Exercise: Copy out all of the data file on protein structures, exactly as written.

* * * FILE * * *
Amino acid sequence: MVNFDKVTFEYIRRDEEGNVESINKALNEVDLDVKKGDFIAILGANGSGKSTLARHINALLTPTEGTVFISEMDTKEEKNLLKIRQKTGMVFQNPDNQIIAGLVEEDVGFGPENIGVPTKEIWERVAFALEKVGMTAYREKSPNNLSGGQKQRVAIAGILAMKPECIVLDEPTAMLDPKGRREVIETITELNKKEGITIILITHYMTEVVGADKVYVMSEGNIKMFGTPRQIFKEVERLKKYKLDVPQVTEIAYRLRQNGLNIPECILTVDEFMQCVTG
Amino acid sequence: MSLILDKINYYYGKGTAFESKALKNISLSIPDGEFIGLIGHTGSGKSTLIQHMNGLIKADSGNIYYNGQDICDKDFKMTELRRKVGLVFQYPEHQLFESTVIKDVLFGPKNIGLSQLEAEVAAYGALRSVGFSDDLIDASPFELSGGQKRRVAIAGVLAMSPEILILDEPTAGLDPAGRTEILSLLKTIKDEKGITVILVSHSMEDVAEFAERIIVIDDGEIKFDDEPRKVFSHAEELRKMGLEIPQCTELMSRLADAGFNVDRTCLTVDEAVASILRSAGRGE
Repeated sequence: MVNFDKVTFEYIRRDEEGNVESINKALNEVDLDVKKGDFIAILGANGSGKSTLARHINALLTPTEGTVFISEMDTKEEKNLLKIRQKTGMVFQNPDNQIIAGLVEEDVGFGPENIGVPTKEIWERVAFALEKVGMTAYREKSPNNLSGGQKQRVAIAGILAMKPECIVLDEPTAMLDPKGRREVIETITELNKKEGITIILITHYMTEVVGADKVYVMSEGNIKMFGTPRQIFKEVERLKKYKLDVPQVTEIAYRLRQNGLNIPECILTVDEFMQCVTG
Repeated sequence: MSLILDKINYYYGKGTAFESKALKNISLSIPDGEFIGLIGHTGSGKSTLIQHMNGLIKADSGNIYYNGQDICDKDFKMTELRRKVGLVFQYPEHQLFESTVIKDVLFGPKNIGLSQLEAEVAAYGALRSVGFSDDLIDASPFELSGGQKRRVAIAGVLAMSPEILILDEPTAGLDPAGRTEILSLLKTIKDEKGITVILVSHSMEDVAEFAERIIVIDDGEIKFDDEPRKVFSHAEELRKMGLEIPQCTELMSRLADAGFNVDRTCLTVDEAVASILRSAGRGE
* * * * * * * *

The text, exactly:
Amino acid sequence: MVNFDKVTFEYIRRDEEGNVESINKALNEVDLDVKKGDFIAILGANGSGKSTLARHINALLTPTEGTVFISEMDTKEEKNLLKIRQKTGMVFQNPDNQIIAGLVEEDVGFGPENIGVPTKEIWERVAFALEKVGMTAYREKSPNNLSGGQKQRVAIAGILAMKPECIVLDEPTAMLDPKGRREVIETITELNKKEGITIILITHYMTEVVGADKVYVMSEGNIKMFGTPRQIFKEVERLKKYKLDVPQVTEIAYRLRQNGLNIPECILTVDEFMQCVTG
Amino acid sequence: MSLILDKINYYYGKGTAFESKALKNISLSIPDGEFIGLIGHTGSGKSTLIQHMNGLIKADSGNIYYNGQDICDKDFKMTELRRKVGLVFQYPEHQLFESTVIKDVLFGPKNIGLSQLEAEVAAYGALRSVGFSDDLIDASPFELSGGQKRRVAIAGVLAMSPEILILDEPTAGLDPAGRTEILSLLKTIKDEKGITVILVSHSMEDVAEFAERIIVIDDGEIKFDDEPRKVFSHAEELRKMGLEIPQCTELMSRLADAGFNVDRTCLTVDEAVASILRSAGRGE
Repeated sequence: MVNFDKVTFEYIRRDEEGNVESINKALNEVDLDVKKGDFIAILGANGSGKSTLARHINALLTPTEGTVFISEMDTKEEKNLLKIRQKTGMVFQNPDNQIIAGLVEEDVGFGPENIGVPTKEIWERVAFALEKVGMTAYREKSPNNLSGGQKQRVAIAGILAMKPECIVLDEPTAMLDPKGRREVIETITELNKKEGITIILITHYMTEVVGADKVYVMSEGNIKMFGTPRQIFKEVERLKKYKLDVPQVTEIAYRLRQNGLNIPECILTVDEFMQCVTG
Repeated sequence: MSLILDKINYYYGKGTAFESKALKNISLSIPDGEFIGLIGHTGSGKSTLIQHMNGLIKADSGNIYYNGQDICDKDFKMTELRRKVGLVFQYPEHQLFESTVIKDVLFGPKNIGLSQLEAEVAAYGALRSVGFSDDLIDASPFELSGGQKRRVAIAGVLAMSPEILILDEPTAGLDPAGRTEILSLLKTIKDEKGITVILVSHSMEDVAEFAERIIVIDDGEIKFDDEPRKVFSHAEELRKMGLEIPQCTELMSRLADAGFNVDRTCLTVDEAVASILRSAGRGE